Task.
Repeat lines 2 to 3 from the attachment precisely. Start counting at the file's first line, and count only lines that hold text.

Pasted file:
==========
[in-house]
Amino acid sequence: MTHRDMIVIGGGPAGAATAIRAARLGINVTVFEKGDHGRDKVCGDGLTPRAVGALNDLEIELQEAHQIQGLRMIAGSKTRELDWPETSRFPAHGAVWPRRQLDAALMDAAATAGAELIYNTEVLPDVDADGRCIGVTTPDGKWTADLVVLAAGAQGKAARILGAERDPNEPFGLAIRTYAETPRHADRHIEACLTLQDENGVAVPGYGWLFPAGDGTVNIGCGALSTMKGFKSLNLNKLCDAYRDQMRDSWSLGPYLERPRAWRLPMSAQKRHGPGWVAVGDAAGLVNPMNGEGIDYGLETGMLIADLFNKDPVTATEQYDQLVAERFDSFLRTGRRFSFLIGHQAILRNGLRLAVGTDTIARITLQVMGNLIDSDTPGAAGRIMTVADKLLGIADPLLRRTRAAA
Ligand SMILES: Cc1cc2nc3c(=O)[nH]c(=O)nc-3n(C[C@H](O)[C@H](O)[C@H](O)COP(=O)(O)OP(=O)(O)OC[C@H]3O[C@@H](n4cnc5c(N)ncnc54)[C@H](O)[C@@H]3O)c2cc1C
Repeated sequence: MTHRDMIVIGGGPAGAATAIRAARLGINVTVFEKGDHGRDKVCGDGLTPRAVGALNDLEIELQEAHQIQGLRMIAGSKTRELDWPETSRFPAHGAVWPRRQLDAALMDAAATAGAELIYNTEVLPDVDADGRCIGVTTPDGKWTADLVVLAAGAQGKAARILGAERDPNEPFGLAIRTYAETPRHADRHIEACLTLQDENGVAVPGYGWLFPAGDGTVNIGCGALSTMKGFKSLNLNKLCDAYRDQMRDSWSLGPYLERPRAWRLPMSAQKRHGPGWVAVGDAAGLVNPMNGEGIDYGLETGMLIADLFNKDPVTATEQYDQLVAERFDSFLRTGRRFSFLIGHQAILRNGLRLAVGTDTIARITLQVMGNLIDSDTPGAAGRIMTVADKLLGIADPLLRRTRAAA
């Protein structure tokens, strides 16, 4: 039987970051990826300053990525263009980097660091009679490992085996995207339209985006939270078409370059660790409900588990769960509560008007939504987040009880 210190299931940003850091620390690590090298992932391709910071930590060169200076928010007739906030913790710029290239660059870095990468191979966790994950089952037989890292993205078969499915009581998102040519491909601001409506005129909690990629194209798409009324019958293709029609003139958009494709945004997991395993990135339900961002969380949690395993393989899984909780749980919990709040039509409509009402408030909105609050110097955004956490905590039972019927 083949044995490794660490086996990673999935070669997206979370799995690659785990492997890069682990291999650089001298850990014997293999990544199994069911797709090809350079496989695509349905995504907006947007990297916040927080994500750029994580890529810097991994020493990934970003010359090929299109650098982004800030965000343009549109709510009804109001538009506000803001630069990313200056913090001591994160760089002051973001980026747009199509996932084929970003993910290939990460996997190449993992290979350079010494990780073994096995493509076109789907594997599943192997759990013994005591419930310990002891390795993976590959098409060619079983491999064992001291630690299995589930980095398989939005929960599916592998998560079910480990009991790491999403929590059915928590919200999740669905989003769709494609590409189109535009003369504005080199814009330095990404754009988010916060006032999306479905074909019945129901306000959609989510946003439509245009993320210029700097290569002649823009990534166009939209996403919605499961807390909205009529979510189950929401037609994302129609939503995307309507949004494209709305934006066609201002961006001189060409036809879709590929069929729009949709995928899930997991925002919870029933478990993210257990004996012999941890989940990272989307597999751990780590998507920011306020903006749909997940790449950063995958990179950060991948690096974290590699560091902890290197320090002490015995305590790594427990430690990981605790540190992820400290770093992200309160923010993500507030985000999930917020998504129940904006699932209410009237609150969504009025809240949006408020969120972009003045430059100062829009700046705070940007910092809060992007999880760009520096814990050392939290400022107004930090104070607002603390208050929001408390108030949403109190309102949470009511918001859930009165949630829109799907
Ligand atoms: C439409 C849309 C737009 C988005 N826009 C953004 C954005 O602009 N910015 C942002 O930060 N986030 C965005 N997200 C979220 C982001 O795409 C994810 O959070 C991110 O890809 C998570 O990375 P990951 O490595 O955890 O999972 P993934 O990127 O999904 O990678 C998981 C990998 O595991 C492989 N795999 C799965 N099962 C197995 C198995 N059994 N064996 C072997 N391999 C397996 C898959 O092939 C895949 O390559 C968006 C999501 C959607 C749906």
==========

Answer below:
Amino acid sequence: MTHRDMIVIGGGPAGAATAIRAARLGINVTVFEKGDHGRDKVCGDGLTPRAVGALNDLEIELQEAHQIQGLRMIAGSKTRELDWPETSRFPAHGAVWPRRQLDAALMDAAATAGAELIYNTEVLPDVDADGRCIGVTTPDGKWTADLVVLAAGAQGKAARILGAERDPNEPFGLAIRTYAETPRHADRHIEACLTLQDENGVAVPGYGWLFPAGDGTVNIGCGALSTMKGFKSLNLNKLCDAYRDQMRDSWSLGPYLERPRAWRLPMSAQKRHGPGWVAVGDAAGLVNPMNGEGIDYGLETGMLIADLFNKDPVTATEQYDQLVAERFDSFLRTGRRFSFLIGHQAILRNGLRLAVGTDTIARITLQVMGNLIDSDTPGAAGRIMTVADKLLGIADPLLRRTRAAA
Ligand SMILES: Cc1cc2nc3c(=O)[nH]c(=O)nc-3n(C[C@H](O)[C@H](O)[C@H](O)COP(=O)(O)OP(=O)(O)OC[C@H]3O[C@@H](n4cnc5c(N)ncnc54)[C@H](O)[C@@H]3O)c2cc1C